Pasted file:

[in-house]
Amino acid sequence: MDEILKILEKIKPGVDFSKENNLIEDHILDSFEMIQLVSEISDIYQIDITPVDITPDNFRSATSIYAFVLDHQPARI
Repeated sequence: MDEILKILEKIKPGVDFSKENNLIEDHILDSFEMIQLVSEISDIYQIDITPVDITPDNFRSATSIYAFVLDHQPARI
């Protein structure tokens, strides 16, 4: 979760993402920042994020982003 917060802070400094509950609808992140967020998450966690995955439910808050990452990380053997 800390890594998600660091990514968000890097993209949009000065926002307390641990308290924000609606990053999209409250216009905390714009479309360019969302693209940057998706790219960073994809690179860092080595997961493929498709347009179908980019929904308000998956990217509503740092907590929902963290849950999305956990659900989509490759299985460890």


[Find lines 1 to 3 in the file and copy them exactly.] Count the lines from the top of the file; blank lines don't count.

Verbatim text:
[in-house]
Amino acid sequence: MDEILKILEKIKPGVDFSKENNLIEDHILDSFEMIQLVSEISDIYQIDITPVDITPDNFRSATSIYAFVLDHQPARI
Repeated sequence: MDEILKILEKIKPGVDFSKENNLIEDHILDSFEMIQLVSEISDIYQIDITPVDITPDNFRSATSIYAFVLDHQPARI